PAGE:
I rarely feel like that when writing articles, unless I’m extremely passionate about the subject matter (Caprica and Doctor Who ring some bells), or I manage to turn non-fiction into an opportunity to write fiction. (Step away from the holoband, Sasha!)
A couple of posts back, I wrote about the importance of creating opportunities. That’s still true. At some point, you need to stop writing for yourself and start getting your stuff out there to other people. The thing is, there needs to be a balance between doing that, and taking the time needed (and it does take time) to hole up and write the things that matter to you, even at the risk of people forgetting about you.
I realized something interesting about myself. Not good or bad, just interesting. A big part of why I write, aside from getting to make up stories (which I haven’t been doing lately), is to get people to pay attention to me; to make myself understood; to be seen. Every time I get to post another link to an article I’ve written, people notice. I’ve been interacting with writing the same way I used to relate to acting, treating writing as if it were live performance, hungry for immediate feedback. I love when people comment on my posts and articles, and having conversations with people at the websites where they post, or Twitter, or Facebook. And I’ll admit it, I love it when people comment on the flurry of activity they see in my corner of the world, marveling at how much work I do and how much I’ve accomplished. It makes me feel good in the moment.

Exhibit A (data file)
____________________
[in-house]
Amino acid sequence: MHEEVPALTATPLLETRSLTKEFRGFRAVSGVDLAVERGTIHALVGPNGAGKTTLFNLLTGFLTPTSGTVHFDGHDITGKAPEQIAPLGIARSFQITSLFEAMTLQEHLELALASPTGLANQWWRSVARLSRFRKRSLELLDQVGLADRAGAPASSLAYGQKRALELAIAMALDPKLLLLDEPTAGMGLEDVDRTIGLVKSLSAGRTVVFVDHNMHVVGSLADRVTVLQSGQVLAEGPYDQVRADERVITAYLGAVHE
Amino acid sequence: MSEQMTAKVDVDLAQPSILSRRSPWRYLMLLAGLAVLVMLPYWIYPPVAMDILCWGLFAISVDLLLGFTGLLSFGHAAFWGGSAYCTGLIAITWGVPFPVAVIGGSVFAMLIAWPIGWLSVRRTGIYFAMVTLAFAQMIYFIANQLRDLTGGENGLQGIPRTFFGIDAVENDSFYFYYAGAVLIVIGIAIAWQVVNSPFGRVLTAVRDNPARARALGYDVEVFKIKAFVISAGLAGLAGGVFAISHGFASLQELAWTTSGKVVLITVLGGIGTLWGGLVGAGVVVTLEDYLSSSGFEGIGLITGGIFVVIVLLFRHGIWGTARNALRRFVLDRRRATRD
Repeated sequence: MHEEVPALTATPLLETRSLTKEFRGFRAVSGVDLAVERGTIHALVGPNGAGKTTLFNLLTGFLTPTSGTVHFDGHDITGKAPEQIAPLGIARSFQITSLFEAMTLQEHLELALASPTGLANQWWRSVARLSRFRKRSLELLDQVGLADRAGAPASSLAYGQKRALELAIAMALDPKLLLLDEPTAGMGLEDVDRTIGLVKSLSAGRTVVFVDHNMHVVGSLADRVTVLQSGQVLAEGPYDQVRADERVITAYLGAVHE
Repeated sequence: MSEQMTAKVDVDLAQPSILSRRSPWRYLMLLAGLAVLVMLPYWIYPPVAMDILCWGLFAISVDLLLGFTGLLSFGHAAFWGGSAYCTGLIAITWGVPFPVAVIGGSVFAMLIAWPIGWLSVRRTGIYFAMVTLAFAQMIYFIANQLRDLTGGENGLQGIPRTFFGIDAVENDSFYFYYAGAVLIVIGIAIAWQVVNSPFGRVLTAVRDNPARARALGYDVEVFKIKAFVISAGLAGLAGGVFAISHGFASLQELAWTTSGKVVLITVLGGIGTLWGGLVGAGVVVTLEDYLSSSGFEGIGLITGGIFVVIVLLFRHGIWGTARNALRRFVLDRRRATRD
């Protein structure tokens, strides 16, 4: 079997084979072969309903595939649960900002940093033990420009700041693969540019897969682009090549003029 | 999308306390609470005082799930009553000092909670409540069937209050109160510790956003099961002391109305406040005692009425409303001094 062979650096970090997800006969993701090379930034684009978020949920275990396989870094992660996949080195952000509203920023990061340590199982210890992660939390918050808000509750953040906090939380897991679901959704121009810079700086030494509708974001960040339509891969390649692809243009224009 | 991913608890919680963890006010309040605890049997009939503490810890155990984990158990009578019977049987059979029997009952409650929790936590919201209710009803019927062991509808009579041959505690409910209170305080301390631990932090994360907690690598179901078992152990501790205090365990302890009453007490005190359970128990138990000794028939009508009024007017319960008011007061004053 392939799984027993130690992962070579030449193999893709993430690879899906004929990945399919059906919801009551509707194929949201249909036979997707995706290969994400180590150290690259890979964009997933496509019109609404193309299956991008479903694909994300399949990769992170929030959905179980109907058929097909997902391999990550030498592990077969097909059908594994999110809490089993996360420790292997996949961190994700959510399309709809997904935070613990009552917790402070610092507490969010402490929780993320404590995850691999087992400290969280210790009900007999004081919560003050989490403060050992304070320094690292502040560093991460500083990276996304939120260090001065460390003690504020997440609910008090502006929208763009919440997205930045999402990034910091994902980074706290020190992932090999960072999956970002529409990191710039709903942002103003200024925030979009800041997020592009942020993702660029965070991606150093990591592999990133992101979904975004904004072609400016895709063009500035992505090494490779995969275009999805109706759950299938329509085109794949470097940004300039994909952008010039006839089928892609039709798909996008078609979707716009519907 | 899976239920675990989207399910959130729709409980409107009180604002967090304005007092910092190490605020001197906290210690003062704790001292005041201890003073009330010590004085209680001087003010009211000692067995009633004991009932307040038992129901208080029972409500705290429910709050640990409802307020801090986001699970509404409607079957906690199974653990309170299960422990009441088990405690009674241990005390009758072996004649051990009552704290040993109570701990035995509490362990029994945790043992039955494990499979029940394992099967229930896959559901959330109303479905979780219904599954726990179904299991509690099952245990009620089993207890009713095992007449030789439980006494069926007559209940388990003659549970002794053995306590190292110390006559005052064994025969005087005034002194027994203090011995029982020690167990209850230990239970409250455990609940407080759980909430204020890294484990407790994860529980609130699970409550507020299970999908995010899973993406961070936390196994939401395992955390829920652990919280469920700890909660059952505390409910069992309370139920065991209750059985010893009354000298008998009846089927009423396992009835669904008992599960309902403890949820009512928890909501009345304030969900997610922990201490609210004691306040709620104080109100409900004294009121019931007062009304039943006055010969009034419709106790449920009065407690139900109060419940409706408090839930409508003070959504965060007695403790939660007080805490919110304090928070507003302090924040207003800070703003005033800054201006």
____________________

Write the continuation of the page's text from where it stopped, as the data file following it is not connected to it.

The thing is, the act of writing isn’t glamorous, which is a difficult thing to accept when you’re as showy a person as I seem to be. I crave human interaction, and the act of writing is really solitary. There’s just no way around it. No one’s going to sit around and watch me write a novel or a script then applaud me when I’m done. That’s not how it works. And I see now that what I’ve been trying to do is cater to an audience without creating what I love. I’ve been feeding one part of myself while ignoring another, and someone who isn’t balanced (let the “crazy” jokes start now!) isn’t going to be very happy. I haven’t been happy, because even though I’m doing what I love, I haven’t been doing what I love – if that makes sense?
Now that I’ve made the decision to make writing my living, and those articles are where my rent comes from, I can’t very well stop. That said, I can be better about prioritizing projects and making more room for my fiction. I haven’t been very disciplined about keeping any sort of a schedule, and I think if I did that, it would make a world of difference.
I’ll talk about my specific writing goals another time, but I’ll end with the knowledge that I need to be willing to not be seen for a while. I need to not be such a god-damned show-off. I need to be willing to put my nose to the proverbial grindstone and plug away at the long-term projects that matter, even though no one can watch, or cheer me on, or pat me on the head. If I don’t, I’ll never get out these stories that are swimming around inside me, and I’ll continue to make myself miserable.
Though writers always tend to find new and exciting ways to make themselves miserable, don’t they?